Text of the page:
He sticks his cigarette back in his mouth, tilts his head, and his wolf eyes hook into mine. One look is all it takes and I’m hypnotized, consumed by every detail of his face: the long cords of his neck, the hollowed-out space between his cheekbones and his jaw, the whiteness of his forehead beneath his long black bangs, the way his wide, sloping lips hug his cigarette. There’s a small scar at the crease of his mouth—a thin white stitch. It’s impossible not to stare. Ian reaches into his pockets, and his hands come out empty. “Do you have a light?” he asks.

“Oh,” I say. How had I not noticed he’d been hunting for a light? “Uh, no,” I say. I blush. I wish desperately that I smoked. Why don’t I smoke?

Ian smirks. I wonder if he can read my mind. We both look over our shoulders, searching for someone with a match, and that’s when I see Carla, Marlene and Debbie staring at us from across the courtyard. They’re whispering. Carla has a stunned expression on her face, like she’s thinking, I can’t believe
’s talking to
. I pretend not to see her, but within
seconds, she’s elbowing through the crowd of smokers, flashing me a big, fake, high-beam smile. Debbie and Marlene follow in her wake.

“Hi, Julia,” Carla says, barging in between Ian and me. “I see you have a new friend. Aren’t you going to introduce us?” She tosses her hair over her shoulder and thrusts out her chest. She’s wearing a tight yellow tank top and an ankh pendant on a leather string that hangs just above her cleavage. She smiles at Ian. The smile says
Go ahead, have a look

Ian grins. He says, “Does anyone have a light?”

Carla and her maids-in-waiting dive into their purses for smokes and matches. Carla wins the race and strikes a match. Ian cups his hand around hers, guides the flame to his cigarette and leans over. He inhales and the tip of his cigarette glows red. He exhales a long smooth wreath of smoke, and we watch in awe, as if we’ve never seen anyone smoke so beautifully in our entire lives. Ian releases Carla’s hand and says, “Thanks.”

Carla is speechless. Marlene edges over to Ian. Her braces glitter in the sun. “You’re new, aren’t you?” she says in a perky voice.

Carla shoots her a back-off-bitch look and proceeds to run the conversation. She quizzes Ian. He’s from North Bay. His father is a mining executive who got transferred to head office. He lives on Hawthorne Crescent. I can tell from Carla’s expression that Hawthorne Crescent is a nice address.

I stand there for a while listening in, watching Carla pose her body this way and that, like a model at a photo shoot. Ian smokes and doesn’t say much. Finally, I say, “I think I’ll get some lunch.” Carla glances at me as if to say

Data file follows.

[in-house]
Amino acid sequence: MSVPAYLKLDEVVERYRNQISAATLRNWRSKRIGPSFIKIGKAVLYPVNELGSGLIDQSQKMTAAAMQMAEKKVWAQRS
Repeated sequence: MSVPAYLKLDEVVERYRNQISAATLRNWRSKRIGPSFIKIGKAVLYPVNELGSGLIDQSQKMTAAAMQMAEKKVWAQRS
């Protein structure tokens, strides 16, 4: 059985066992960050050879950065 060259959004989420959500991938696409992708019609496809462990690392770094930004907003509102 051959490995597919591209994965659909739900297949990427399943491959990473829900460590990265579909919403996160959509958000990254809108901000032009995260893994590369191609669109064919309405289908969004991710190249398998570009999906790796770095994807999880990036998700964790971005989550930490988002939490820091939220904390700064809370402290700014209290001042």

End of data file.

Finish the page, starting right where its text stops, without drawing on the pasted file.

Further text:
Are you still here?

Ian says, “See ya.”

I go for a walk in the ravine. If Mollie were here, she’d laugh and tell me to forget about Ian Slater because he’s trouble. She’d say that Carla and Ian deserve each other. Mollie always tries to look on the bright side of things. Last month, Mollie told me, “Moving to a new city is an opportunity to reinvent yourself.” Then she spun out a fantasy, like we do sometimes to entertain each other. She said, “Maybe, on the first day of school, you’ll be looking for a classroom and a handsome guy, some Adonis with golden locks and a great body, will say
Hey, I’m going to that class
. And the next thing you know, you’ll be studying together, and he’ll ask you out to a movie. A good movie, like a Fellini. And he’ll pay for your ticket
your popcorn. And afterward, when he drives you home, you’ll talk for an hour in the car with the motor running, and then he’ll lean over and kiss you. And the kiss will be so passionate and hot that you’ll practically wet your pants!”

We both burst out laughing.

I wonder who Mollie’s having lunch with right now. Is she sitting on the hill where we always used to sit? Did she get a good locker? Is she in any classes with Mike Cameron?

When I walk back to the main entrance, Carla, Ian and the girls are gone. I think about Ian and his strange crystalline eyes that pull you in like gravity. If he wanted to, he could be anything: a rock star, a gigolo, a thief, a psychic, a rodeo rider, a lion tamer, a movie star, anything—and he wouldn’t even have to try.


Oh yes! Oh yes! I believe in karma! And here’s why: I did not want to invite that boring Julia Epstein to my house the other night, but I did it to get Ma off my back. So—and here’s the karma part—today, I’m standing in the smoking area, checking out the action, and who do I see? Julia, talking to this guy who could be Mick Jagger’s twin brother. No joke! Same body type, cheekbones, sex appeal, charisma, the whole package. And there he is, shooting the shit with Julia! Well, I cannot believe my eyes, but when opportunity knocks, I answer. So, I strut my stuff right on over, and, oh my God, he’s even better looking up close! His eyes are like diamonds on black velvet. And he has that lean, tough, sexy thing going on that makes me want to pounce. And yeah, I said I was off guys, but that was before I met Ian. Even Deb and Mar can’t believe how hot he is. And here’s the best part: he’s in my drama class with Mr. Gabor, which is fantastic because Mr. Gabor is the best teacher in the entire school, Ian and I will get to do improvs together (ooh, can’t wait), and Ian will get to see how incredibly talented I am.

Unfortunately, Julia is also in the class, but I seriously doubt she can act. She doesn’t strike me as the theater type. Most theater types, like me, have outgoing personalities and are
, but Julia is one of those sensitive, straight, intellectual girls who listens to Bob Dylan all day long. Bob Dylan and Joni Mitchell. Puh-lease! I can just picture her doing one of those existentialist plays—Beckett or someone like that—something so deep and symbolic, no one understands what the hell it means anyway.

But who cares. Ian Slater is in my drama class, and Mr. Gabor is so cool. I love the way he walks into a room like he’s king of the castle. And there’s something about him that makes you
want him to like you.